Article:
Started to ride downtown Friday from OPB to find workers putting a fence across the trail where it passes RR tracks. Very annoying — particularly when three vehicle crossings with only stop signs are nearby. pic.twitter.com/A7m2TH8GoM
The Oregon Department of Transportation Portland Parks & Recreation Bureau (PP&R) has erected a fence across an entrance into Willamette Park. Jeff Mapes, an employee of nearby Oregon Public Broadcasting, encountered a crew putting the finishing touches on the fence this morning. “Very annoying,” he shared in a tweet this morning. [Read more…]
Latest design drawing for changes to Mt. Tabor Yard (I added pink at location of new bike path).
Mt. Tabor Park is a gem of southeast Portland. But if you live south of the park you’re all but shutout from easy access. Now the parks bureau is zeroing in on a design for a new public access point from SE Division Street at 64th that will include a bike path.
Finally the South Tabor neighborhood will have convenient access to its namesake park. [Read more…]
Turns out the forthcoming bike park at Gateway Green won’t be “crippled” by a court decision after all.
After the Willamette Week published a scary story yesterday about a legal loophole in Oregon law that allows people to sue city employees and volunteers for injuries sustained on City-owned properties, we’ve been trying to learn more about potential impacts to not just Gateway Green but the over 200 other Parks-owned properties around Portland.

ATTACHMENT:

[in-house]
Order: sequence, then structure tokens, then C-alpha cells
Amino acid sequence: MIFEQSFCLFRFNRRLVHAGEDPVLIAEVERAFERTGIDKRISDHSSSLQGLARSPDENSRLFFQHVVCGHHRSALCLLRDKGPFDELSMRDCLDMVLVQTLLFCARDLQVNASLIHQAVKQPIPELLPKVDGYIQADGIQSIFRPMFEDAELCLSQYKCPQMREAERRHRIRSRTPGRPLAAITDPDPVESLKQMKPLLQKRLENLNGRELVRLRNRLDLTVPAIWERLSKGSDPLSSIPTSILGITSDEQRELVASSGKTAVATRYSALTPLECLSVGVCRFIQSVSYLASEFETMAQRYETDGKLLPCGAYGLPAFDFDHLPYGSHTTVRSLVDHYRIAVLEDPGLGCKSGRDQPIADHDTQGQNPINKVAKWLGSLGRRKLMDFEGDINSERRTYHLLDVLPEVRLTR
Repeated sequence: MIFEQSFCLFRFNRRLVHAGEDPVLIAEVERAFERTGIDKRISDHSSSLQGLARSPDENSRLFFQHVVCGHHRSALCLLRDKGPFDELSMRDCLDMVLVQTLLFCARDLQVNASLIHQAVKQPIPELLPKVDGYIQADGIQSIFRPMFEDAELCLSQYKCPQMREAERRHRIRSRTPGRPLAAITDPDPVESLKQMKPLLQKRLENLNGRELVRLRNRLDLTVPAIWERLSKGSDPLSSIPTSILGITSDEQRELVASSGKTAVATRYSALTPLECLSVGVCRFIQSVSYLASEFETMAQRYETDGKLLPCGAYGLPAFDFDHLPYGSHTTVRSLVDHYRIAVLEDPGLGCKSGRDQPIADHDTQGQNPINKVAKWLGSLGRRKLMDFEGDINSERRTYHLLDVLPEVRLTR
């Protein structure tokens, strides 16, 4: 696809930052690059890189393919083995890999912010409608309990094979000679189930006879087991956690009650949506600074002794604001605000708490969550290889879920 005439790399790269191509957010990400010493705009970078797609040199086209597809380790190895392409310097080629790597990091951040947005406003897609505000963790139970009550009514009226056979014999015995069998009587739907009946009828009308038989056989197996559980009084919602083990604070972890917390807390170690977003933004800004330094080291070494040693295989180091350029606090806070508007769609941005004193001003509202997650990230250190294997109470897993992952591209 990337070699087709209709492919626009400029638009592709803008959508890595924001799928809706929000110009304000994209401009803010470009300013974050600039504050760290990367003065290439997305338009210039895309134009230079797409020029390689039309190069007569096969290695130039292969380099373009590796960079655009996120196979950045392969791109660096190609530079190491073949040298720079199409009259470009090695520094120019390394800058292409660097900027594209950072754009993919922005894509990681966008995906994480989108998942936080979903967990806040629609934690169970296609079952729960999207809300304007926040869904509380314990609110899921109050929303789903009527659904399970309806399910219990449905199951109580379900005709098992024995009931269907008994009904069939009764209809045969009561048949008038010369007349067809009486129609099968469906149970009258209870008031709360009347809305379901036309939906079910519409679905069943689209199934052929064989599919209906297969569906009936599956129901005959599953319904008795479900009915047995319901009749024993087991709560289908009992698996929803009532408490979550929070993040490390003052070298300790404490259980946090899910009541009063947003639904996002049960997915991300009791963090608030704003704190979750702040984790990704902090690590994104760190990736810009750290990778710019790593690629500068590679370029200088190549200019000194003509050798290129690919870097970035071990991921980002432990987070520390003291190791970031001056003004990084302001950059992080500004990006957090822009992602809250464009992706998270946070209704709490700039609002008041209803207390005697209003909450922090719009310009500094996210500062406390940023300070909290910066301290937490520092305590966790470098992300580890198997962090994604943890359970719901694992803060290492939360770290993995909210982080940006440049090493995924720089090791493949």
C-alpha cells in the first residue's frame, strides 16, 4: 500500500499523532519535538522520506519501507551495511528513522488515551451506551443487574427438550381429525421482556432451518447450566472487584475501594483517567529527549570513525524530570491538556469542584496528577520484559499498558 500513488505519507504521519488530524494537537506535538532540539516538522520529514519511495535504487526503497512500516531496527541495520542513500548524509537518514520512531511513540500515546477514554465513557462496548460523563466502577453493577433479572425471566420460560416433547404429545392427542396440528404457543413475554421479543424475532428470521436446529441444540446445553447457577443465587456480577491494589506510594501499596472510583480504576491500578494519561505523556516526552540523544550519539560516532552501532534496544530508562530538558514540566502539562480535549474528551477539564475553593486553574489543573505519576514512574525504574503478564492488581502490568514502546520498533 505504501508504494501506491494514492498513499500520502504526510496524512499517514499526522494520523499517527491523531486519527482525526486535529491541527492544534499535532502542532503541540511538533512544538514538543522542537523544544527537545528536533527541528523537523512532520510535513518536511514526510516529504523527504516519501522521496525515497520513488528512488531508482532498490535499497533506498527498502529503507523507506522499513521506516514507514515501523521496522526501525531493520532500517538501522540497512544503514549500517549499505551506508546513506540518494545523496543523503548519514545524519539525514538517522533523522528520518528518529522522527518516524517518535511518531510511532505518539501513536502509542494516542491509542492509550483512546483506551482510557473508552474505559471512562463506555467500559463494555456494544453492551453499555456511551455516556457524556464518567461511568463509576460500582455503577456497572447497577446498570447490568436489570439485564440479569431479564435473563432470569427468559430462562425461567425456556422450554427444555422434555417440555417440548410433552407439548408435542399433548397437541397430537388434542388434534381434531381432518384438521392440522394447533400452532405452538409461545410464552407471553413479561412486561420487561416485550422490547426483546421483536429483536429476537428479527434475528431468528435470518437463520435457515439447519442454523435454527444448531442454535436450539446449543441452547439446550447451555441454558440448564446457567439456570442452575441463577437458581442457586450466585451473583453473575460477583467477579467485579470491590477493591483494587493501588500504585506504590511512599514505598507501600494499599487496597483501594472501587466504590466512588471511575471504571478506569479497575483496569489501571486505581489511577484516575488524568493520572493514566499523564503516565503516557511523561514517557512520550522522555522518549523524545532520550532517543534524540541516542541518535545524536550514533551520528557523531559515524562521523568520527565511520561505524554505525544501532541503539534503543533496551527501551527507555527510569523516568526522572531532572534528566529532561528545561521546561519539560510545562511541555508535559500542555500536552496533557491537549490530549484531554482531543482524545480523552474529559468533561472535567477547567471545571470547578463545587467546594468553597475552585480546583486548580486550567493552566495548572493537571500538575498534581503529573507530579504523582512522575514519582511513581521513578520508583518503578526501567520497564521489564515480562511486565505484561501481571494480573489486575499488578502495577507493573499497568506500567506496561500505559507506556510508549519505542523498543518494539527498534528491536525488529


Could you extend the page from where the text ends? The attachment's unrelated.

If other cities have closed recreational facilities due to this loophole, what would happen in Portland? Volunteers are the backbone of many parks and public lands where we ride bikes, and losing them — or losing access completely because of liability concerns — would be a major setback.
Our initial inquiries with the City of Portland and other sources to clarify these impacts didn’t get very far. The Parks Bureau seemed to be caught off-guard by the Willamette Week story and no one else would comment due to it being a sensitive legal issue (if only I had a nickel for every time I heard “Sorry, I can’t discuss legal matters”). The City’s Office of Government Relations would only refer us to the pending legislation that will close the loophole and that we outlined in our story yesterday.
But what if those bills don’t pass? How will Parks’ and other public lands in Portland and throughout the state be impacted by the 2016 Oregon Supreme Court Ruling that found the legal concept of “recreational immunity” does not extend to city employees? [Read more…]
That article lays out the case that a 2016 Oregon Supreme Court decision throws access to public parks (and all public lands more broadly) into question due to potential legal liability for landowners.
Swan Island, north of the Fremont Bridge on the east bank of the Willamette, is home to a lonely segment of what could be a future North Portland Greenway. (Photos: J.Maus/BikePortland)
The Portland Bureau of Parks and Recreation is rarely discussed as part of the answer to Portland’s transportation problems.
Instead of relying mostly on relatively costly off-street paths, which are the main channels for low-stress bike transportation in most of the United States, Portland generally prides itself on improving its actual streets for biking.
But the city’s parks bureau is currently facing a problem that many transportation advocates don’t know about: How to spend the tens of millions of dollars in fees from new development that have been pouring into city coffers for years now.